Google Fi — which started out as Project Fi — is an online-only wireless carrier. The big selling point of Google Fi is that you only pay for the data you use, and that the data amount can fluctuate from month-to-month. Like other services from Google, it offers a different approach to an established paradigm — in this case, wireless service.
On the other hand, T-Mobile‘s service is a little more generic. There are physical shops you can visit and you pay a flat fee for unlimited data, which might result in you paying more money than you need for data you’re not using.
Depending on your situation, the Google Fi vs T-Mobile question might be easy to answer. However, if you don’t know much about either service or are currently a subscriber to one with little knowledge of the other, we’re here to help you settle the Google Fi vs T-Mobile debate once and for all!
Let’s talk about each aspect of the two services and see which one works better for you.
Google Fi vs T-Mobile: Talk and text
As with most carriers these days, both T-Mobile and Google Fi offer unlimited talk and text when you are in the United States calling or texting someone who also lives in the United States. This unlimited voice/text package is incorporated into nearly every T-Mobile plan and is part of the $20 base fee for Google Fi.
T-Mobile also offers unlimited free calls and texts to and from Canada and Mexico, while Google Fi only offers free texting to countries outside of the United States. Calls to and from both Canada and Mexico will be subject to a $0.20-per-minute rate on Google Fi.
There will be more info on international Google Fi and T-Mobile services a bit further down!
Google Fi vs T-Mobile: Data
Our smartphone usage gets more and more data-heavy with every passing year, so how much data you are allowed to use on your wireless plan is of the utmost importance!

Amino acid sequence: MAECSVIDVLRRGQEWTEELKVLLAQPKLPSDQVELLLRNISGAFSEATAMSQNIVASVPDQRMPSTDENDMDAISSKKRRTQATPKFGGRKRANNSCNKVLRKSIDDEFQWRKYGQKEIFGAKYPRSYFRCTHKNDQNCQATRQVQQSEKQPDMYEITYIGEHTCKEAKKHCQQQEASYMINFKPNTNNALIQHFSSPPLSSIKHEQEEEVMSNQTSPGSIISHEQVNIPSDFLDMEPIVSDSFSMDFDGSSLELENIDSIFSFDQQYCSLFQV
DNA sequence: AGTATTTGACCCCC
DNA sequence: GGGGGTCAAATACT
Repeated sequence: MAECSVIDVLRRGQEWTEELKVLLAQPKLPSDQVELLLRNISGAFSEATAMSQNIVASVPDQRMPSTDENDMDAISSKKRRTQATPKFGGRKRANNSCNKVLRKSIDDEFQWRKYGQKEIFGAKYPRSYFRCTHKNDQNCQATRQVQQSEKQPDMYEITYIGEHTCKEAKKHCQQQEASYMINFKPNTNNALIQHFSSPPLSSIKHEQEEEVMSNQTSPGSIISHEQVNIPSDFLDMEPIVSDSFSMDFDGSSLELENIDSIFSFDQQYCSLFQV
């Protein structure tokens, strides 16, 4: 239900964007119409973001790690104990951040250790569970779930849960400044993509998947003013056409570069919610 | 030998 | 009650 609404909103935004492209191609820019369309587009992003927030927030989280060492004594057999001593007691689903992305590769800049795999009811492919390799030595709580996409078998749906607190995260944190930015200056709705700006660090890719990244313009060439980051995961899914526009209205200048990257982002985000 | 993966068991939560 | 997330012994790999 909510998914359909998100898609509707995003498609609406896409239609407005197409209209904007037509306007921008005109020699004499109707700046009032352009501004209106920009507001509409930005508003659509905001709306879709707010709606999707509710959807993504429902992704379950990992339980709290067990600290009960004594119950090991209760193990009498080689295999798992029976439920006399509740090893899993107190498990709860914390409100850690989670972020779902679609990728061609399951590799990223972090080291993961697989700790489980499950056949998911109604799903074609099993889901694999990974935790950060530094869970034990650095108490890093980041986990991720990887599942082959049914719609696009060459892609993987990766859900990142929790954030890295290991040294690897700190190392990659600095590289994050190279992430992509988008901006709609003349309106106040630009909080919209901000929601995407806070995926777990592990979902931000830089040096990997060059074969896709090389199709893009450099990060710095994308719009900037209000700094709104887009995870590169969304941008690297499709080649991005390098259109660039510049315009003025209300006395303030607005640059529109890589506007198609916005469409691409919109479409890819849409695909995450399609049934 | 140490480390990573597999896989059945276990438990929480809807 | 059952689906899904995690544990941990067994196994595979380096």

T-Mobile keeps things relatively simple: for a flat fee every month, you can use as much 4G LTE data as you wish. That flat fee varies depending on which plan you decide to go with. The basic plan — T-Mobile One — costs $75 per month, with all taxes and fees included in that price. There are more expensive plans (like T-Mobile One Plus) and a few cheaper ones, too (such as T-Mobile Essentials). However, no matter which plan you choose your data will be unlimited.
Google Fi takes an “a la carte” approach to mobile service, charging you $10 for every gigabyte of data you use, and prorating that charge by $1 increments. For example, if you use 1.9GB of data in a month, you’ll be charged $19 for that data.
If you’re a heavy data user, Google has you somewhat covered: with Google Fi, charges are capped at 6GB of monthly data for people with just one line. For example, if you use 7.6GB of data one month, you will be charged $60 — not $76 — because $60 is as high as the charges can go.
However, this data grace period has a limit itself: if you go over 15GB in one month with one line, you’ll either be throttled (see below) or will have to start paying $10 per GB again. In other words, you pay per GB from 0-6GB of data, don’t pay from 6-15GB of data, and then start paying again after 15GB (or choose to be throttled).
As we use more and more data, we need a plan that can accommodate that consumption. But we also don't want to pay more than we must.
Remember though that data charges with Google Fi are on top of the $20 base level fee for talk and text. With that factored in, the most you’ll pay for talk, text, and data on Google Fi is $80, assuming you don’t have any additional international charges. Google Fi also will charge taxes and fees on top of this $80.
The essential takeaway here is that if you use a lot of data, T-Mobile offers you all the data you could want at a flat rate of $75 per month, taxes and fees included. Google Fi, however, will charge $80 for unlimited data with additional taxes and fees, clearly making T-Mobile the better option when it comes to data.
If you are not a big data user, then Google Fi is likely the better option, as you’ll only pay for the data you use. For example, if you use less than 2GB of data in any given month, your Google Fi bill could be half of what you’d pay with T-Mobile.
Google Fi vs T-Mobile: Throttling
There’s more to the story here when it comes to so-called “unlimited” data. Both T-Mobile and Google Fi will throttle your data service if you use more than what each company considers an appropriate amount. “Throttling” means your service is still active — i.e., you can still access the internet using your mobile data — but your experience will be quite slow.